This week, I'm venturing into the creepy sub-genre of alien invasion by unexplained monsters. These creatures sit at the opposite end of the spectrum from Thomas Newton in The Man Who Fell to Earth. The primary example of this enemy is The Blob, a giant mass of alien matter that engulfs everything that it touches. I'd never seen the 1958 original, so this marathon gave me the opportunity to check out this classic sci-fi film. I have watched the '80s remake with Kevin Dillon, which is entertaining but forgettable. It's time to look back at the inspiration for that film and many other alien monster movies.
So, what's this story about?
Teenagers Steve Andrews (Steve McQueen) and Jane Martin (Aneta Corsaut) are enjoying a romantic night and spot an apparent falling star. They don't realize this is actually an alien entity that lets out a strange blob. It attaches itself to an old guy and starts engulfing him, and that's just the beginning. While Steve and Jane try to convince the authorities that the blob is wreaking havoc, it starts taking out unsuspecting townspeople. The alien mass is continuing to grow, and weapons don't seem to have any effect on it. The situation looks dire and could lead to the end of life as we know it. The blob glides through a movie theater and a local diner, and nothing can stand in the way of its unending feast.
What are the key themes of this film?
Although it functions primarily as a fun horror film, you could look at The Blob as a Cold War parable. The red mass is slowly destroying the world and taking over unsuspecting minds, and no one can stop it. The final resolution also involves cold, so that adds another layer. I don't really buy it, but it does fit with the paranoia of late '50s America. Even if it wasn't the writers' intention to craft a warning about Communism, the climate likely influenced them in some way. You could also read this story as a praise of intelligent youth against the close-minded adults. Steve is fairly responsible and wants to save the town, but some of the cops and other adult simpletons don't believe his wild tales.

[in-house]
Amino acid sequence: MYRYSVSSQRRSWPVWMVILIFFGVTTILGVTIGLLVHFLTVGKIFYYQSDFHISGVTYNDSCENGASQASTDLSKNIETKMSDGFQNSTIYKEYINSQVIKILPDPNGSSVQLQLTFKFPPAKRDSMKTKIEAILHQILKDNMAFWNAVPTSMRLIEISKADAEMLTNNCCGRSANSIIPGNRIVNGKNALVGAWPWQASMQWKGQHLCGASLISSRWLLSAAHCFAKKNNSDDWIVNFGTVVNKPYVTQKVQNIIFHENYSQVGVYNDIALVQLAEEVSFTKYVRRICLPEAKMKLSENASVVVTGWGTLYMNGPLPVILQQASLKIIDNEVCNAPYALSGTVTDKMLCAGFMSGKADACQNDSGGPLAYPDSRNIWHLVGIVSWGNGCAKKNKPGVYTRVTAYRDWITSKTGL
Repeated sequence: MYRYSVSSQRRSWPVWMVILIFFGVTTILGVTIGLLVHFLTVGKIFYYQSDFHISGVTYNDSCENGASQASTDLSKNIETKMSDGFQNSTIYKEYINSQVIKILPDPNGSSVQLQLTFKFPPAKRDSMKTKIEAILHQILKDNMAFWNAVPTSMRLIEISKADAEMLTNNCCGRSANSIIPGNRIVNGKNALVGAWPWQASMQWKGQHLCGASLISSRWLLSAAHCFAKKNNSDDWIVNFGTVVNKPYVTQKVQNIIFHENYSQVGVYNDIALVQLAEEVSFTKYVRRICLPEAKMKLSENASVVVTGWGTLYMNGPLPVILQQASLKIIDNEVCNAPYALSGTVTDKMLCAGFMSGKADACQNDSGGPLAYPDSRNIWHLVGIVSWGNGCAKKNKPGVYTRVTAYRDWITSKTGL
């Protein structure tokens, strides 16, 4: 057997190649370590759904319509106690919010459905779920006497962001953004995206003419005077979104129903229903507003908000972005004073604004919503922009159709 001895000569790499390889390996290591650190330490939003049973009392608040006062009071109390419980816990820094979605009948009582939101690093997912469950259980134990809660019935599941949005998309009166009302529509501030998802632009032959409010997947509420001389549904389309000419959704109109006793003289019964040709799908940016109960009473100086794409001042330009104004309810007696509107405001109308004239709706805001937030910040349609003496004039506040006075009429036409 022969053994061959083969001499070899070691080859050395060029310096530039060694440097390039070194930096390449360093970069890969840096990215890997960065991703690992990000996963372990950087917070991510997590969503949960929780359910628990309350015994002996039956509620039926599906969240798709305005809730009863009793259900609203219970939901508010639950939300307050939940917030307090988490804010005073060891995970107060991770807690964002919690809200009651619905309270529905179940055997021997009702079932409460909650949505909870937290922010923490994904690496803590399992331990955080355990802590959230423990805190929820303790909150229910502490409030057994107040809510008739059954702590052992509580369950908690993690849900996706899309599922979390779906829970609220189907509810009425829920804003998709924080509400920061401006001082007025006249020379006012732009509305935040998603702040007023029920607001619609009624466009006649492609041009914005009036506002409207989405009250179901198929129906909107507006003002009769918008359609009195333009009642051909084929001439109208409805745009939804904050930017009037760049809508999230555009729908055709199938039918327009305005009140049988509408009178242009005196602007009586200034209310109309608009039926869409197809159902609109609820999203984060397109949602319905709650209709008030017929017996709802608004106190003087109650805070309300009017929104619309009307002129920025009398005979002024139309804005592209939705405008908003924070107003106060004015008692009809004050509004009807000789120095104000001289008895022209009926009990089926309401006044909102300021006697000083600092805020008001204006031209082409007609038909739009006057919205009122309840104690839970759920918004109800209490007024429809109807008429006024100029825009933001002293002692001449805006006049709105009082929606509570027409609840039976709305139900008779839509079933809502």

Are the aliens interesting and original?
I love the simplicity of the way the blob arrives on Earth. It rests inside a simple sphere no larger than a human hand. This lack of an apparent threat is what draws the old man (Olin Howland) to start the mess. Viewed from a modern perspective, it's hard to say whether the blob is original. We've seen so many examples over the years of this type of mysterious alien presence arriving on Earth. The set pieces involving the blob aren't that exciting, but watching humans run from a slow-moving mass of goo is still entertaining. The monster isn't that interesting, but the over-the-top reactions are priceless.
How is the creature design?
Created from silicone and red dye, the blob is very silly and moves extremely slowly. It's really entertaining the watch the characters freak out in a grocery store when pursued by this creature. You're not trapped! Just walk away! Given the era and low budget (just over $100,000), there are some impressive effects. The best examples involve stop-motion animation as the blob seeps around doors and through vents. These moments are a lot more effective than the close-up shots of it bouncing up and down. It's not a scary alien, but we don't get too many shots that last beyond a few seconds. This is a wise move.
Are the characters believable and fully drawn?
Not really. Each person fits a certain archetype (the brave hero, his goofball buddies, the skeptical cop). Also, it's hilarious that a 28-year-old Steve McQueen is playing a teenager. His severe looks make him seem even older, so having actors who aren't much older talk to him like a irresponsible kid is silly. This is McQueen's first film role, and he's much less assured than in his heyday. Aneta Corsaut was 25 at the time, so at least it's not weird to see her getting romantic with McQueen. Neither actor is amazing, but they do a decent job selling the material. The same can't be said for Jane's irritating little brother Danny, who's played by Kieth Almoney. His flat line readings are wonderfully hilarious, and it's no surprise this was his only movie role. It's hard to be too rough on the acting in a low-budget horror film, but there are a few moments that take you out of the story.
What are some of the most memorable scenes?
Although The Blob has its shaky elements, it's also entertaining and doesn't overstay its welcome. Clocking in at a brisk 82 minutes, the story avoids unnecessary subplots. The blob is silly but provides fun highlights, particularly in the famous movie theater scene. While the audience watches a midnight horror movie, it eats the projectionist and then seeps through the vents and towards the crowd. The climax at the diner is also great and includes the odd image of the blob covering the building. The structure doesn't look permanent, but it thankfully has a cellar to give the characters a chance. The question mark ending is a fun B-movie device that closes the story on just the right note. I'd also be remiss if I didn't mention Burt Bacharach's very literal song "The Blob", which plays during the opening credits. It's definitely worth hearing if you're looking for a good laugh.